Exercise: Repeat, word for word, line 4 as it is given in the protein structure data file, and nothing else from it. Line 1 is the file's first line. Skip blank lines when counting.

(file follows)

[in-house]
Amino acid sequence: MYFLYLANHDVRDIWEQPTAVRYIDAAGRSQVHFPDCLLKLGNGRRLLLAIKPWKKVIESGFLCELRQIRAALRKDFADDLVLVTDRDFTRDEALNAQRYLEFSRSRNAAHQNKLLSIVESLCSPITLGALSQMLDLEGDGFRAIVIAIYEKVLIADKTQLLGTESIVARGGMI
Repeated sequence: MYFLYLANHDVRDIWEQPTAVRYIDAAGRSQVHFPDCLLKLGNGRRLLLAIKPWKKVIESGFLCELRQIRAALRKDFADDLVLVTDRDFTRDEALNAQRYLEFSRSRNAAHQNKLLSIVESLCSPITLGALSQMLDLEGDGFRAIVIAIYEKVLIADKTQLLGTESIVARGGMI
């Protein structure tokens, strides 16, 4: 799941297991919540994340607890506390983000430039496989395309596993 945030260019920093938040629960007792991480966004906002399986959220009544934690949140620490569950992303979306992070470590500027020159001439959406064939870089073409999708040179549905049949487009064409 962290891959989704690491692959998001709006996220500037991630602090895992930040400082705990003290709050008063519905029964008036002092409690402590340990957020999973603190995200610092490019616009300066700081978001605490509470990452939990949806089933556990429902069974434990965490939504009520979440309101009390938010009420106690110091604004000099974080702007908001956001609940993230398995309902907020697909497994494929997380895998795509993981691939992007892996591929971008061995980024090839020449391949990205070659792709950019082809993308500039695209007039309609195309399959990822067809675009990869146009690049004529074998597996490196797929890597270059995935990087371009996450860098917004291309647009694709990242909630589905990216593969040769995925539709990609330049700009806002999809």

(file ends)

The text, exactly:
């Protein structure tokens, strides 16, 4: 799941297991919540994340607890506390983000430039496989395309596993 945030260019920093938040629960007792991480966004906002399986959220009544934690949140620490569950992303979306992070470590500027020159001439959406064939870089073409999708040179549905049949487009064409 962290891959989704690491692959998001709006996220500037991630602090895992930040400082705990003290709050008063519905029964008036002092409690402590340990957020999973603190995200610092490019616009300066700081978001605490509470990452939990949806089933556990429902069974434990965490939504009520979440309101009390938010009420106690110091604004000099974080702007908001956001609940993230398995309902907020697909497994494929997380895998795509993981691939992007892996591929971008061995980024090839020449391949990205070659792709950019082809993308500039695209007039309609195309399959990822067809675009990869146009690049004529074998597996490196797929890597270059995935990087371009996450860098917004291309647009694709990242909630589905990216593969040769995925539709990609330049700009806002999809």